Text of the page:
Should Saddam Hussein be Prosecuted for the Crime of Aggression?
YES: by William Schabas
19 October 2005
Case School of Law
Back in 1990, US President George Bush and UK Prime Minister Margaret Thatcher spoke of bringing Hussein to an international court for the illegal invasion of Kuwait. The idea later gained some purchase within the EU, before fading. Accounts of the birth of the International Criminal Tribunal for the former Yugoslavia refer to these aborted proposals to try Hussein for aggression as evidence of the impending revival of the concept of international prosecution.
But in 2003, when lawyers for the US and the UK were setting up the Iraqi Special Tribunal, Bush and Thatcher’s idea of prosecuting Hussein for aggression had disappeared from the radar screen. Some commentators have suggested that because aggression has not yet been defined for the purposes of the Rome Statute of the International Criminal Court, that it is not punishable under international law.
The crime of aggression (or “crimes against peace?) was punishable at Nuremberg, where it was defined as “planning, preparation, initiation or waging of a war of aggression? or participation in a common plan or conspiracy for the accomplishment” of such a war. The International Military Tribunal responded to the charge that this was retroactive criminalization by saying that aggression had been an international crime as a matter of customary international law prior to 1939. Famously, the judges said it was the “supreme international crime”.
If it was customary law in 1939 and 1946, has anything changed? Before joining the US invasion, British Prime Minister Blair obtained a legal opinion from his Attorney-General, Lord Goldsmith. It warned Blair that although the possibility was “remote”, there was an arguable case for prosecution for the crime of aggression. “Aggression is a crime under customary international law which automatically forms part of domestic law”, noted Lord Goldsmith in his 7 March 2003 opinion.
So why shouldn’t Saddam Hussein be tried for the “supreme international crime”, instead of an isolated massacre, as seems currently to be the case? The answer is straightforward enough. Any prosecution of Saddam Hussein for aggression would invite analogies with the aggression committee by the US and the UK in early 2003, against Iraq.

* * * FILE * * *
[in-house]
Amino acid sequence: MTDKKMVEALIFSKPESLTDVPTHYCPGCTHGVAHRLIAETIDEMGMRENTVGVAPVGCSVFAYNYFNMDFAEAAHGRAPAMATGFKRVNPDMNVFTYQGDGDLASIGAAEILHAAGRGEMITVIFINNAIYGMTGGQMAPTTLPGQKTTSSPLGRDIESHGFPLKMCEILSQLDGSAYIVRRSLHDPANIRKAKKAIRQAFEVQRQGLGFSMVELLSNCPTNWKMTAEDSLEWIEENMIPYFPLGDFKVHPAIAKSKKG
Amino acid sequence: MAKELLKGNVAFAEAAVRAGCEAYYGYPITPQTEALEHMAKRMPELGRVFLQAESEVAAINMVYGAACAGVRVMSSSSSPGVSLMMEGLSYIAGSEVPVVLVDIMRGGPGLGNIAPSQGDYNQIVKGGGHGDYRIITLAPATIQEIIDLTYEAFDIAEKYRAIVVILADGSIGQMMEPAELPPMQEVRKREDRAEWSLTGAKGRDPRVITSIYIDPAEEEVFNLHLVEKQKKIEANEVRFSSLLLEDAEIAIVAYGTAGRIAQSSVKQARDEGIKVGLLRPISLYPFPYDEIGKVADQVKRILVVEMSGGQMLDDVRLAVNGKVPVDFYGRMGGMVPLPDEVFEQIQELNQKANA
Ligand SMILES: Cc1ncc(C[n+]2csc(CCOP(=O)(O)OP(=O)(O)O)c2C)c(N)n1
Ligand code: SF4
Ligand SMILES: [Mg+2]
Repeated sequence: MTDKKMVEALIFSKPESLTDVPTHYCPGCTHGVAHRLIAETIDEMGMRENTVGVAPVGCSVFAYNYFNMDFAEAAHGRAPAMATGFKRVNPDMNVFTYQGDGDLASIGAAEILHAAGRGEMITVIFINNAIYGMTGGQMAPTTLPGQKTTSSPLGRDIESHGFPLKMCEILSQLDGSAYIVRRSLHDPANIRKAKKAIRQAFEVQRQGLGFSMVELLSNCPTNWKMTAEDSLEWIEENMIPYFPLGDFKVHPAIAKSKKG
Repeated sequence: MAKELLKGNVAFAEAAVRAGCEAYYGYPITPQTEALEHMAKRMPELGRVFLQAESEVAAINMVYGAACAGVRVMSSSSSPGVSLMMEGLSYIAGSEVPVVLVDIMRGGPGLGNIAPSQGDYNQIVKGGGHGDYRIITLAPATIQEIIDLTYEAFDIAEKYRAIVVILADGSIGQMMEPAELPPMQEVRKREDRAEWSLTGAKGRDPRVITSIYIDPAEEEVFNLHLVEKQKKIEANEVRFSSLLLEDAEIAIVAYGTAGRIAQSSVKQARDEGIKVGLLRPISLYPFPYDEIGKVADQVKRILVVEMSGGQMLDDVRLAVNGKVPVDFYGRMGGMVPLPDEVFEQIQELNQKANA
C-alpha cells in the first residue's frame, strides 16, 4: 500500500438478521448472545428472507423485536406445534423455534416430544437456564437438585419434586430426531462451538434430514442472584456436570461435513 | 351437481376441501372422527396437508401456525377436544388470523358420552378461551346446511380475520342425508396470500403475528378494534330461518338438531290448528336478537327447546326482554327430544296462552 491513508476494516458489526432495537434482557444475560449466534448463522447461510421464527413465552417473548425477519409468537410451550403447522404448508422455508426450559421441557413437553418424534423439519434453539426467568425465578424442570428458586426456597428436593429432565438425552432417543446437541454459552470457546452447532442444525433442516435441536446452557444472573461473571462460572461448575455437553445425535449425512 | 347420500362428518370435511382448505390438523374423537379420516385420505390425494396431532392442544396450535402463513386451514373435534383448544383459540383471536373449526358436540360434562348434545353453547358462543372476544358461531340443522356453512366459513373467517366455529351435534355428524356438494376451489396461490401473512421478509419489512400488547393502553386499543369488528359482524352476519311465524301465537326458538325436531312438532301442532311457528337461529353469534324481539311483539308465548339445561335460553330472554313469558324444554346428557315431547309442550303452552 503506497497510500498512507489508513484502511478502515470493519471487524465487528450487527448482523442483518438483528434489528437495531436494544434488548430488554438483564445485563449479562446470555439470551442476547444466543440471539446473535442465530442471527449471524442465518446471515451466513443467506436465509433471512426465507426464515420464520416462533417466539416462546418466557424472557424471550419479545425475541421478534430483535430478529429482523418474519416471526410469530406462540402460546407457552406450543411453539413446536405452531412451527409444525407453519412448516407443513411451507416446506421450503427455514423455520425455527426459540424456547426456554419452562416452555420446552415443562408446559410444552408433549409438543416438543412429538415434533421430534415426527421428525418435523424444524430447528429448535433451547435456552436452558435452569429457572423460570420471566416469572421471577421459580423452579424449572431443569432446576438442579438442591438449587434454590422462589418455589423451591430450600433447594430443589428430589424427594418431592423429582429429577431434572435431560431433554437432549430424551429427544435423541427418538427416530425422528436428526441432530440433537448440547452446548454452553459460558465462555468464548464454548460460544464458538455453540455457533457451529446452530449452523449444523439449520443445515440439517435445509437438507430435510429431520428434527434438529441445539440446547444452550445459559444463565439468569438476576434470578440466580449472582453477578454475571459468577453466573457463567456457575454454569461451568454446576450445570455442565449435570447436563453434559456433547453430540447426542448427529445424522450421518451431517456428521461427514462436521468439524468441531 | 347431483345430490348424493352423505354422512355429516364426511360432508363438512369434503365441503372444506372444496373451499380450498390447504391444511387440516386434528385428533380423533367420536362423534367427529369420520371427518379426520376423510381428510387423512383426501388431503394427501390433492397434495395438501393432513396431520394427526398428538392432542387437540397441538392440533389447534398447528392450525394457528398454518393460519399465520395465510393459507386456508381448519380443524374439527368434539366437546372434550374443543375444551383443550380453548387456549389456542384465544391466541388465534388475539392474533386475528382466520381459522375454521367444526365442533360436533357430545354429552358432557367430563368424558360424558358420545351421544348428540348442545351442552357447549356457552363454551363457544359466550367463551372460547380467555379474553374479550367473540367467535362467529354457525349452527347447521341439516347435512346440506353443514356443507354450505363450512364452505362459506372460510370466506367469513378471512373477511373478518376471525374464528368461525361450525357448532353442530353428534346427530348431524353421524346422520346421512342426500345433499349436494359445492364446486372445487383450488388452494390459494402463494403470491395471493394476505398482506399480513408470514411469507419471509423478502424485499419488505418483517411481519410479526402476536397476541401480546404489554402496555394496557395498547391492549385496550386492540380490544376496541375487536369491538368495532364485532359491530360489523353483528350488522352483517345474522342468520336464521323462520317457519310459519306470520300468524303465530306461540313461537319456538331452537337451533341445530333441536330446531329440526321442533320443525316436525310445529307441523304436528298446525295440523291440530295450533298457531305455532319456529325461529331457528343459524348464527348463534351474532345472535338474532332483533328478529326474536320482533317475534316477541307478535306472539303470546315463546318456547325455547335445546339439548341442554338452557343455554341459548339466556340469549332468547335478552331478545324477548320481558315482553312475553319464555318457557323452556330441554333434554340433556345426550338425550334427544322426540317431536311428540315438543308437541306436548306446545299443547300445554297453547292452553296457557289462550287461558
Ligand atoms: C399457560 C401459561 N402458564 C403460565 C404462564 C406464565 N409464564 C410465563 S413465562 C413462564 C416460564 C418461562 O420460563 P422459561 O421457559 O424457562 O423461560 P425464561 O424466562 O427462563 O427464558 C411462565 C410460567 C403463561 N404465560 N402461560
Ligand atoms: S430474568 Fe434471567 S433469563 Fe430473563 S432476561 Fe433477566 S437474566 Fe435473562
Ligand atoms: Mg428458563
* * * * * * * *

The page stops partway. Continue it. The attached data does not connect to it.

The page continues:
Intriguingly, the argument that Saddam committed aggression in Kuwait is somehow joined at the hip with the argument that the US and the UK were justified in invading Iraq 13 years later. Security Council Resolution 678, adopted following the first Gulf War, mandated the coalition forces to use all necessary means to force Iraq to withdraw from Kuwait and to restore peace and security to Iraq. Over the years, the US and the UK used force against Iraq on this basis on several occasions.
But the fundamental justification for the 2003 invasion, Iraq’s possession of weapons of mass destruction, has proved to be a canard, as everyone now knows. The realisation that the legal justification of the invasion was hollow did not, however, seem to be sufficient to provoke the invaders into immediate withdrawal of their armed forces.
This comment is not the place to debate whether or not the US and the UK committed aggression. What a pity that this important question, too, cannot be the subject of a trial. Alas, there is no forum for such a debate. The issue seems inseparable from what is the ultimate hypocrisy. Nazis were convicted at Nuremberg by US and UK judges for the “supreme international crime” of aggression. Yet Iraqis, including Saddam Hussein, will not be tried for the same crime, despite ample evidence that the waging of aggressive war was one of the central tenets of his despotic regime, as the countrx’s neighbours, Kuwait and Iran, know only so well. And this despite the appeals, in 1990, by Bush and Thatcher.
It is all so reminiscent of Nuremberg, when Admiral Dönitz was acquitted of illegal submarine warfare because he had produced an affidavit from US Admiral Nimitz saying he had done the same thing. Or when the Soviet massacre of Polish officers at Katyn was ignored in the final judgment. It doesn’t do the credibility of international or internationalised justice any good to have such inconsistencies, and such double standards.